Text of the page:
The lab599 Discovery TX-500 ruggedized portable QRP transceiver

Many thanks to SWLing Post contributor, Vlad, who shares some images and a video of a new QRP transceiver in development: the Discovery TX-500 by a company called lab599.

Specifications have not been published yet, but we have confirmed a few details from the manufacturer:

  • 10 watts PEP
  • HF plus 6 meters
  • Weight 570 grams (1.25 pounds)
  • Voltage 9 – 14 VDC
  • 105 milliamps at 13.8 VDC and with backlit display on
  • CAT control via USB and using Kenwood codes
  • I/Q outputs
  • Weatherized
  • Expected availability autumn 2019
  • Target retail price is $700 US
  • Product website is forthcoming

All of the following images came from the Discovery TX-500 gallery on Instagram:

Here are a few videos:

Click here to view on Instagram.

Click here to view on Instagram.

Click here to view on Instagram.

For someone, like me, who loves playing radio in the field (Parks On The Air and Summits On The Air) this looks like an ideal rig. It’s one of the only ham radio transceivers I’ve seen that is weatherized to some degree (how much, we don’t know yet).

I don’t see a speaker on the TX-500, so I’m guessing it might require a mic/speaker combo or an external speaker of some sort? I also don’t see a built-in ATU, but at $700, I certainly wouldn’t expect one.

With a power consumption of 110 milliamps at 13.8 VDC, this little transceiver should run for ages on a modest battery pack.

This is certainly a fascinating prototype QRP transceiver. If the Discovery TX-500 transceiver can be produced and marketed at $700 with all of the features mentioned so far, it should certainly fly off the shelves. They can certainly take my money!

Of course, I will plan to grab one of these for review. I’m also eager to see how this little SDR transceiver might perform on the broadcast bands.

We will post post TX-500 updates and details as they become available. Bookmark the tag Discovery TX-500 and stay tuned!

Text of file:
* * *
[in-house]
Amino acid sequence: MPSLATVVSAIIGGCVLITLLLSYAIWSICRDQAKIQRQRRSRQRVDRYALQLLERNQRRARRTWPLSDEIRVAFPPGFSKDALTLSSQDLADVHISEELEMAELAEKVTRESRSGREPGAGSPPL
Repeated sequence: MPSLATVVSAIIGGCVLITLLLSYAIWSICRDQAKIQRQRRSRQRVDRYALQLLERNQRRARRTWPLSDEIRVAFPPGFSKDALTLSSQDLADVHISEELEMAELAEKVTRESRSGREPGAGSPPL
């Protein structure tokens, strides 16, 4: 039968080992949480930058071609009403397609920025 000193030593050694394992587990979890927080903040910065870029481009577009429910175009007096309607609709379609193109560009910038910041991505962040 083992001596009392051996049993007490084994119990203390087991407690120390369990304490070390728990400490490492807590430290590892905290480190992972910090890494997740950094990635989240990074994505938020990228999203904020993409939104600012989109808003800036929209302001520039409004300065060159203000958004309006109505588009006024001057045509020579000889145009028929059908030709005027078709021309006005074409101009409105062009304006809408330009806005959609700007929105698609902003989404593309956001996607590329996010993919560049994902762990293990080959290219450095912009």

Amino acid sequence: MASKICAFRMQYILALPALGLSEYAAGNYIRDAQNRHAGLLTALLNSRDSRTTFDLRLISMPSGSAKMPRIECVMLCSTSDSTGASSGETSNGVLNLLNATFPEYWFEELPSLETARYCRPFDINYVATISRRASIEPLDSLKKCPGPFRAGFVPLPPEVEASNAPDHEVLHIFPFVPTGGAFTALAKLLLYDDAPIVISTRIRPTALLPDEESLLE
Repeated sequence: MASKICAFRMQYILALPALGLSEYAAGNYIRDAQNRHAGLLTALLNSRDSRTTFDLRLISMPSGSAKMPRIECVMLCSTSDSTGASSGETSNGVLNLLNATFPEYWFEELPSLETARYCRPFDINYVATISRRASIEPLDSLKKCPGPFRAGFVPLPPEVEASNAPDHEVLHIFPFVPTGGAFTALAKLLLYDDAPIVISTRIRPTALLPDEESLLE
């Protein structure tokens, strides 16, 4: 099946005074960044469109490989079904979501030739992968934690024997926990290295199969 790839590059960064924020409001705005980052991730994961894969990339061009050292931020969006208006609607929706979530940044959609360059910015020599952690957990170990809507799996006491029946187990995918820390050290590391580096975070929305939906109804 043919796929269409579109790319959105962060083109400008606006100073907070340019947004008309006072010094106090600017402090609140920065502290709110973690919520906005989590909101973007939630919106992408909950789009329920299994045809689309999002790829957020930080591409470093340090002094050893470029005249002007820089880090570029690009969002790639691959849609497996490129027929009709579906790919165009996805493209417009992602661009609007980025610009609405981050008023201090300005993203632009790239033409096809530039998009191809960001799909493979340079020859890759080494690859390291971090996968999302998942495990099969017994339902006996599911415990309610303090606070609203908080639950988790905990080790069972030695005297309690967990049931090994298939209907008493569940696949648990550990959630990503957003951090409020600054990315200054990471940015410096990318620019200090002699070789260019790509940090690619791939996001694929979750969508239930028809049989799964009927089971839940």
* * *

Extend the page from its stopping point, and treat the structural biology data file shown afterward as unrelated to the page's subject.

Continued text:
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23 thoughts on “The lab599 Discovery TX-500 ruggedized portable QRP transceiver

    1. Thomas Post author

      Not a thing. I’ve been checking in with the company regularly, but they’re not answering inquiries at the moment. I’m very eager to check out this radio, too. lab599 has posted a few new videos on YouTube and almost all of the comments are about availability and price. No replies to those.

      I guess when it’s ready, we’ll hear something.


  1. Bob Truitt

    Great! Another new QRP goodie! At 700 USD, the TX-500 appears to be priced right. The video lets you hear the awsome CW filtering (no ringing) and panadapter display. I was thinking of replacing my aging FT817nd but the Elecraft rigs are pricey and don’t look as “high tech” as the TX-500 snd the Chinese QRP rigs seem like toys compared to this offering. Just looking at those power and audio connectors and the weather proof construction makes me think “mil spec”
    but we will see! I’m still waiting for an SDR QRP portable rig that will do 160 to 6 with additional coverage of 4, 2, 1.25 and .7 Meter bands, all modes, but nobody seems interested. My “Go-Box” awaits a next generation transceiver…Hope this might be it!
    73, DE WA4A

  2. Dale